There was no formal design procedure for coal pillars at the time, but warnings were issued that increasing the pillar height would weaken the pillars and could possibly result in failure. It was not known at the time by how much the pillars would be weakened, if at all.
The mine did not simply go ahead and increase the pillar height. They took the responsible precaution of embarking on an experiment. The height was increased in an experimental area and visually observed. After about three months, nothing had changed and no collapse occurred. The experiment was regarded as successful and so the coal roof was mined in several areas. Then the collapse occurred.

So what went wrong?

Firstly, the effects of time on pillar scaling and subsequent reduction in pillar width were not known or appreciated. In retrospect, and only in retrospect, three months was too short a time for the experiment, particularly as no formal measurements were reported, if at all performed.
Secondly, the experimental area was small and surrounded by solid coal on all sides. The effect of scale and increased pillar load due to the greater expanse of mining was not known at the time.

Thirdly, no follow-up monitoring or continued observation of the experimental area was done.

This is just a very brief description of hasty application of what, at the time, could be considered as a theory: Increased height would not substantially reduce pillar strength. This was the theory, believed to have been backed up by experiment.

Several other contributary events took place before the major collapse occurred. The brief description here is just to illustrate the point that any change in an existing situation has to be carefully implemented and properly analysed.

It also serves to illustrate another vitally important omission in our current mining operations, a point that has been stressed so often by researchers like Prof Francois Malan of the University of Pretoria; namely, that we do not do anything remotely close to enough measurements in our mining operations.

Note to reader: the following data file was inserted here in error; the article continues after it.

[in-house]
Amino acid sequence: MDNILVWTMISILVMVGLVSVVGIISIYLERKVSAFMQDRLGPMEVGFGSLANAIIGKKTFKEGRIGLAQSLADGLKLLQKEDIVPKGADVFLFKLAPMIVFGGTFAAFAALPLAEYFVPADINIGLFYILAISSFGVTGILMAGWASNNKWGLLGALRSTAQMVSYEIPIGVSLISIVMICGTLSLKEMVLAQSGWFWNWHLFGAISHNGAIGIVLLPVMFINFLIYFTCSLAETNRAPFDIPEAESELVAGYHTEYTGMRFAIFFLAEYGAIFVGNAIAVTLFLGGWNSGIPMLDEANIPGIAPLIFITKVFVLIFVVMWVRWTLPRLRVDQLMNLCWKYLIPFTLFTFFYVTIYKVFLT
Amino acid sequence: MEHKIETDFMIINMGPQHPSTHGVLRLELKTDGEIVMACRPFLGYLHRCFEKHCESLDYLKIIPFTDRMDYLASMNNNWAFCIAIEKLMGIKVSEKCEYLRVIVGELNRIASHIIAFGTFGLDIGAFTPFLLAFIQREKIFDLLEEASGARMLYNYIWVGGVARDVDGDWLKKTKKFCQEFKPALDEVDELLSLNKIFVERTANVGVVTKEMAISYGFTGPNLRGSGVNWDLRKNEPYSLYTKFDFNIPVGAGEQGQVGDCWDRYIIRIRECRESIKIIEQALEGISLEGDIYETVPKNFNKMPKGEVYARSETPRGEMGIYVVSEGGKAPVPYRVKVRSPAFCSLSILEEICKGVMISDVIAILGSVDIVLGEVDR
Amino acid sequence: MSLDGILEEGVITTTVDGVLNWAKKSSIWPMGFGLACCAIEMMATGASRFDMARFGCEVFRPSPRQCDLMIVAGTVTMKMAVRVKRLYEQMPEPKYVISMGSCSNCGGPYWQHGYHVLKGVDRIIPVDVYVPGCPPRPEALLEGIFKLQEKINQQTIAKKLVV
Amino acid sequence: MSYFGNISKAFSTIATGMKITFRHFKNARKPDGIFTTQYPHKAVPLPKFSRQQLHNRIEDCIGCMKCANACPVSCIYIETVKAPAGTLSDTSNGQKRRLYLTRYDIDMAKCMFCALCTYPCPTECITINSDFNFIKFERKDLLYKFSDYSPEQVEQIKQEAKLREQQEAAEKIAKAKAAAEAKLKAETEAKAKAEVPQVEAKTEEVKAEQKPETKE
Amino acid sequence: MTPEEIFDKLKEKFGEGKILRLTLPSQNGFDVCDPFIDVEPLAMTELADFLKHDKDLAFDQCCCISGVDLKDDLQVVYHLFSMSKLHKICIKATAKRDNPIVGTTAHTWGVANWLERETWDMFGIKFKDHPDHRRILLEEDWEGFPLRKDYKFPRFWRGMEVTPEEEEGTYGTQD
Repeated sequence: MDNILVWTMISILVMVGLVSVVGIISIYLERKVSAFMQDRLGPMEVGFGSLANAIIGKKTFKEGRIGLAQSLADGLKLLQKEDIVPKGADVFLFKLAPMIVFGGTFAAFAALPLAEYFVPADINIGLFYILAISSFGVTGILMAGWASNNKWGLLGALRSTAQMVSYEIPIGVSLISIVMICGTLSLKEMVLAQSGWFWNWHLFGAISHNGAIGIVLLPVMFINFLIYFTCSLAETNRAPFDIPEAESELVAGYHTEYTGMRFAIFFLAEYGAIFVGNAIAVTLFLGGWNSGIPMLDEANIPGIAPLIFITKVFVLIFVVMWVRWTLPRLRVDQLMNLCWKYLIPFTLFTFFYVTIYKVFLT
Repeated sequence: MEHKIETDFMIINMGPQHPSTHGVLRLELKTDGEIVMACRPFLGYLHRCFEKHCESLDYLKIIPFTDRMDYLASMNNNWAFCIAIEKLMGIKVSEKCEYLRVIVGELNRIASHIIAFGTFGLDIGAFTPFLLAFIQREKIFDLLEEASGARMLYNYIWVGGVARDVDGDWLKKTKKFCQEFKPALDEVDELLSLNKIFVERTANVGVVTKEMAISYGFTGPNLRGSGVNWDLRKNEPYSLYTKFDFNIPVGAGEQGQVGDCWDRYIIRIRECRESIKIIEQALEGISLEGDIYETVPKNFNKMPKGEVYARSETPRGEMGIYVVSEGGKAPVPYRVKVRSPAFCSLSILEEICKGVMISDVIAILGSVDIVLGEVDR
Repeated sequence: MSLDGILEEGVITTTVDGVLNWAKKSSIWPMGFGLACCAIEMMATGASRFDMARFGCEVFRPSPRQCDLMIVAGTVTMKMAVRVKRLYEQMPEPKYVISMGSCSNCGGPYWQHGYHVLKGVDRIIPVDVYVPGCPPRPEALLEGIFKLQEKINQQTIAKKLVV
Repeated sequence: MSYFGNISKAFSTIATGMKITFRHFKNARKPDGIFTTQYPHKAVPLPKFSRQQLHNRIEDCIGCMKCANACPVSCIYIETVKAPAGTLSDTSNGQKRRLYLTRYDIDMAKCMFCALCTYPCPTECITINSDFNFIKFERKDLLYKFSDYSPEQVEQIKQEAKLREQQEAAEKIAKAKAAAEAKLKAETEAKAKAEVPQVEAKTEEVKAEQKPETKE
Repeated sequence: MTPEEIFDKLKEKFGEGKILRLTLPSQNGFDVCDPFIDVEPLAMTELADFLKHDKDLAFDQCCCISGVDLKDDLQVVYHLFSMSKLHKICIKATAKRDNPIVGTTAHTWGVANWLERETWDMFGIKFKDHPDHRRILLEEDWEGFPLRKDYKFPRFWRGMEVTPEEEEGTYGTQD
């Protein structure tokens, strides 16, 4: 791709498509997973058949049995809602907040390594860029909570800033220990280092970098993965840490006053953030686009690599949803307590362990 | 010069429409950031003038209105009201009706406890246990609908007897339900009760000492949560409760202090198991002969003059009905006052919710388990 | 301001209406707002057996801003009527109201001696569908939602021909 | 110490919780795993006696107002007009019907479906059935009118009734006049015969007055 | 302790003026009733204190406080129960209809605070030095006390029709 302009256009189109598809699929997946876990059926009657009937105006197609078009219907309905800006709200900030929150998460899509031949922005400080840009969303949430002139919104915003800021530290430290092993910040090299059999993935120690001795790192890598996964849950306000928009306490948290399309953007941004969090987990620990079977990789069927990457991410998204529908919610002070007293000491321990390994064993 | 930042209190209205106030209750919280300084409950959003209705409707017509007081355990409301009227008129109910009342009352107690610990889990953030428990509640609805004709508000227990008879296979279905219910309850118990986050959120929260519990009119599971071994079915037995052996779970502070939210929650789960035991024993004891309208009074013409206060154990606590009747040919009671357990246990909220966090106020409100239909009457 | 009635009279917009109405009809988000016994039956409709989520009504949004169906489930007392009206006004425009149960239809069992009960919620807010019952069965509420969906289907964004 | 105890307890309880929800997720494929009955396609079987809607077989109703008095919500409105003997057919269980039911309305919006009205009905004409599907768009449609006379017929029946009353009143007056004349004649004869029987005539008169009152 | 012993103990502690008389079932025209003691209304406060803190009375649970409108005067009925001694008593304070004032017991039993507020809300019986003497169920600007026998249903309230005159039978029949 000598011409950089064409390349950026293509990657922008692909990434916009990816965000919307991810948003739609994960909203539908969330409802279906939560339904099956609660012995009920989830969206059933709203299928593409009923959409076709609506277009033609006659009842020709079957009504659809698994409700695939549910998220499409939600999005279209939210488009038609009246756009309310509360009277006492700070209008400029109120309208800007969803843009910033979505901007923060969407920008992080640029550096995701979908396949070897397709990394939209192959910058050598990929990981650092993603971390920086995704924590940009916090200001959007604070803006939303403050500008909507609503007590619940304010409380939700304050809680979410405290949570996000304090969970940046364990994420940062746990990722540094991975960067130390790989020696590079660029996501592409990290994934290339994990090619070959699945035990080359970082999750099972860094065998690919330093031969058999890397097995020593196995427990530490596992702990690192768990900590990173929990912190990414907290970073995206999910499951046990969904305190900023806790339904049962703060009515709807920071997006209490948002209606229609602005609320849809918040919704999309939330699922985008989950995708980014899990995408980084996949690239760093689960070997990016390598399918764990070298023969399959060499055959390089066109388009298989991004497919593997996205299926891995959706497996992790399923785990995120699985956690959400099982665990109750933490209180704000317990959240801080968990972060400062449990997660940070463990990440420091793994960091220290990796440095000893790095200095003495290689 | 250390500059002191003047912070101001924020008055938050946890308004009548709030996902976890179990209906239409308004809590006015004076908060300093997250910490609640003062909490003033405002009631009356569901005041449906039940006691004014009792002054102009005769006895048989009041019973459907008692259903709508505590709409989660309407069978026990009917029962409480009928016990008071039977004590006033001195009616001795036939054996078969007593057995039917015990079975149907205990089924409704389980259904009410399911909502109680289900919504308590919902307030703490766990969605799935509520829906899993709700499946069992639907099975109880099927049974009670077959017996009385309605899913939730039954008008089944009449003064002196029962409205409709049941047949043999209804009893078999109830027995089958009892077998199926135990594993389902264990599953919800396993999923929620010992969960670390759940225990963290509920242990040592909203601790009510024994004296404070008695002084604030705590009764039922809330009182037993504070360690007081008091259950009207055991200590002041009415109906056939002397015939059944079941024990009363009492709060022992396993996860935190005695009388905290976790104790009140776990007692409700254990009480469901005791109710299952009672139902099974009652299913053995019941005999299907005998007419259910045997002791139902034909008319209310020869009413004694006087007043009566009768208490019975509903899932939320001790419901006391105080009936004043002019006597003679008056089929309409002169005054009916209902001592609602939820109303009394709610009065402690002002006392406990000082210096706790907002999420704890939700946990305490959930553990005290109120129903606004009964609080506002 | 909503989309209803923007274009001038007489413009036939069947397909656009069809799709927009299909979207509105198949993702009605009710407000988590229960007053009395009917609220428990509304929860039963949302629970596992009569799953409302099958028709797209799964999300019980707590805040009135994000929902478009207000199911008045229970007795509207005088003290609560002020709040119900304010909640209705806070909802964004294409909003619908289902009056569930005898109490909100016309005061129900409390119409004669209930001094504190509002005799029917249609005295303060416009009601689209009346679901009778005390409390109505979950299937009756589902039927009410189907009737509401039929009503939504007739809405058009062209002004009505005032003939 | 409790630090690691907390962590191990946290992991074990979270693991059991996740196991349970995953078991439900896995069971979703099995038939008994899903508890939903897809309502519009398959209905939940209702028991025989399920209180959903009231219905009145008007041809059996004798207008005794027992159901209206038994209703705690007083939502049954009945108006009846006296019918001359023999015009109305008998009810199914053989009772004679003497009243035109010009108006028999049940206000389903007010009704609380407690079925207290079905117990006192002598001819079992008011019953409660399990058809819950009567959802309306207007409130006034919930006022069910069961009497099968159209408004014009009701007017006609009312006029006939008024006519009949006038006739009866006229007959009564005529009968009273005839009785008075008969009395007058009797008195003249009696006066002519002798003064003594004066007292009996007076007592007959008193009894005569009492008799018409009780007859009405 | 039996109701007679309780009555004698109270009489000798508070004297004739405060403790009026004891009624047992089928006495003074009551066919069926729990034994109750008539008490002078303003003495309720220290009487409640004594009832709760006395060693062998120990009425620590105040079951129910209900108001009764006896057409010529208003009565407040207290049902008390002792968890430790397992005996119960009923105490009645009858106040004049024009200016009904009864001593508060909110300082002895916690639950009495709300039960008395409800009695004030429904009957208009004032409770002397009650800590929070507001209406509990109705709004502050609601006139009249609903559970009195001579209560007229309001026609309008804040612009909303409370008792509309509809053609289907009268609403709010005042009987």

So, my plea is this: don’t just scan a paper until you find an equation that suits your needs and go ahead with implementation. Study the paper, get more information, consider the background against which the paper was written, and then plan implementation very carefully and slowly.

Perform measurements. Have a suitable control area for comparison, measure and continue monitoring, and especially continue with the observations in the control area. Adapt if necessary.

Also bear in mind that equations reflect the ideal situation. In the case of bord-and-pillar mining, for instance, this means assuming a constant mining height and perfectly straight roadways. No off-line development, equipment in perfection condition, so perfectly constant and equal traction on cat tracks, etc. No errors in the placement or observation of survey pegs. No simple human error.
But we all know that reality is different.

Therefore, there also has to be some form of allowance for real mining practice. There cannot be universal guidelines for this because the degree of deviation will be different for different mines, and even different sections on a particular mine. The practical allowance for error will depend on the on-site extent of deviations.

Build up confidence, think, observe, think again before you do final implementation—and only then go ahead. And even then, continue monitoring. We have to progress, but we have to do so very carefully.

J.N. van der Merwe